June 13, 2021 — Birthday Party
This is possibly the best chocolate dessert I have ever made. It is a version of WDC’s famous raspberry panna cotta cake.
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24 cm springform cake tin
23 cm spring form cake tin
Cheese slicer or very sharp vegetable peeler
Marble slab – or similar
For the flan base
3 large eggs separated (at room temperature)
50g plain white flour (preferably fine sponge)
30g cocoa powder
pinch of salt
1 tsp vanilla
2 tbs hot water
Softened butter for the flan tin
For the panna cotta
1 vanilla pod cut down length then cut in half
500ml double cream
200ml whole milk
80g caster sugar
150ml full fat fromage frais
4 leaves gelatine
For the ganache
125g dark chocolate
125ml double cream
30g light muscovado
1 tbs golden syrup or corn syrup
For the chocolate curls
200g dark chocolate
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Where do new recipes come from?
Well, if you believe, that there is indeed any such thing as a new recipe, then they are likely to happen as much by accident as by design. In this case, I set out a staggered lockdown Tuscan barbecue-feast for my birthday. This was the menu:
Clearly, I was possessed with an epic culinary mission. Well, it was my birthday… Naturally, with so many courses, it was obvious that I would need to end the meal on a lighter note. I described my plans to Mrs WDC, but she replied back without missing a beat, “What about the cake?” Ah… Did she mean birthday cake? That de rigueur – nay, essential element of any birthday gathering? What was I thinking…? Was I was so possessed I did not even register the need for my own birthday cake? In my defence, birthday cake is not usually haute cuisine and I was trying to plan something special. Having acquiesced to the concept of cake, I did, however, venture that the meal would still need something light to end, and that the usual chocolate affairs would be too much. How about a cake AND panna cotta. I’ll put the panna cotta on top. But not on top of sponge – still too heavy – perhaps a flan base as in the lighter German küchen-type flans…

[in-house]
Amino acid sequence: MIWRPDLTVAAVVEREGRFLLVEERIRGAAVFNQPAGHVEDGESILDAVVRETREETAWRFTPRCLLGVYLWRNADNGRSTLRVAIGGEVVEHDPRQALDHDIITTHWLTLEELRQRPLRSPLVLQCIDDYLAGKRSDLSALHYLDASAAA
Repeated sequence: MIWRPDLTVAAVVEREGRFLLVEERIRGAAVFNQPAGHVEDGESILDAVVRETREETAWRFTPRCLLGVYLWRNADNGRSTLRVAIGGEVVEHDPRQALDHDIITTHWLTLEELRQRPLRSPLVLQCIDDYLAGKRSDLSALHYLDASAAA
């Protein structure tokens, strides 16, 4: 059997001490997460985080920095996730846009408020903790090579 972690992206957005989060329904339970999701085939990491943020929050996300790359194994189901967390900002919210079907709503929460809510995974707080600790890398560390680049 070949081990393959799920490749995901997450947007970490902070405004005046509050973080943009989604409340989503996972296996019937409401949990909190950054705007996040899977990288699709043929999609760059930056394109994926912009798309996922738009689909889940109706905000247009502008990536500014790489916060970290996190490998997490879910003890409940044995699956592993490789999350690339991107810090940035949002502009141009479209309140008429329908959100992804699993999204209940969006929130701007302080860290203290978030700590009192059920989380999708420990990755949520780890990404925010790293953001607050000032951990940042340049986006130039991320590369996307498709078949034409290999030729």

And this is how I got the idea of a panna cotta cake. Okay, maybe not the of knock-me-over-with-a-feather kind of originality, after all, there are many mousse-type cake recipes with mousses assembled over sponges. However, a panna cotta is not a mouse – it’s a wet creamy jelly that takes hours to set. How to construct such a thing? The answer is with difficulty, which is why this recipe gets a ‘hard’ rating on the blog. It took me three attempts to get near a workable solution.
The key to the success of the dessert is the taste: the startling surprise of panna cotta on top of a flan-like base. It is packed with flavour, cool, but very light, fresh and not too sweet. A perfect end to a birthday meal and a rather perfect cake.
The trick to this recipe is to contain the panna cotta whilst still in a liquid state over the flan base. This does not seem to be an issue with mousse-sponge cakes, and I believe the reason is because a sponge does not shrink in the cake tin as much as a flan base. There is proportionally more stabilising flour in a sponge cake than the lighter flan base which relies on egg whites for aeration, rising and lightness. Unfortunately, egg whites also shrinks rather a lot – which means if you work through the process it will be impossible to hold the panna cotta in the same tin as it will flow away throught the shrunken gaps. My solution is to work with two springform rings. The flan is baked in the larger tin and then the panna cotta is set on top using the smaller ring. No doubt when Marks and Spencer’s steal my recipe they will use professional sets of bespoke rings.
The sponge is best made with sufficient material to make beating and mixing easier. However, the quantity is a little too much for my ideal balance and design. I therefore, suggest cutting the flan base down by a quarter after baking.
Panna cotta means ‘cooked cream’ and that is pretty much the basis of the dessert. Though, clearly with so many chefs needing their own panna cottas, many have made the journeys into ‘my recipe’ adaptation, and so any number of variations are now published. The key differences are whether the cream is left as cream or adapted with other dairy products (to make either lighter or richer), the other is how long the cream is cooked (which can give more or less custard flavour). The setting is acieved with gelatine and this comes in powdered or sheet form. I’m not convince all products are universally produced in equal units, so the only way to be sure is to keep making the recipe and adapting the gelatine to suit. Some versions are very wobbly – even runny, but none are set firm like an actual jelly. Finally, the gelatine is dissolved in a liquid, flavouring, or alcohol – and can add a little more flavour and sweetness. My version is similarly adapted, and uses fromage frais to give a lighter and fresher taste. I have made it a little more set, to hold up on top of the cake base.
You need a good amount of space in the refrigerator. Clear this beforehand to avoid a kerfuffle during the process
The chocolate curls are more difficult than one might imagine. What is important is having right tools for the job. Ideally a cheese slicer for scraping chocolate off a marble surface. I have marble, but no cheese slicer; I managed – just – with a blunt vegetable peeler. A sharp one will do the job much better.
For the ganache filling
Assembling the cake
Making the chocolate curls
We are not tempering the chocolate so it just needs melting.
Presenting the cake
A perfect winter warmer – Cassoulet!
Try Dad’s loaded low-fat salsa quesadillas with The Laughing Cow Lightest x8 cheese.
An excellent way to turn a popular Italian slow food standard into an easy and quicker family classic.
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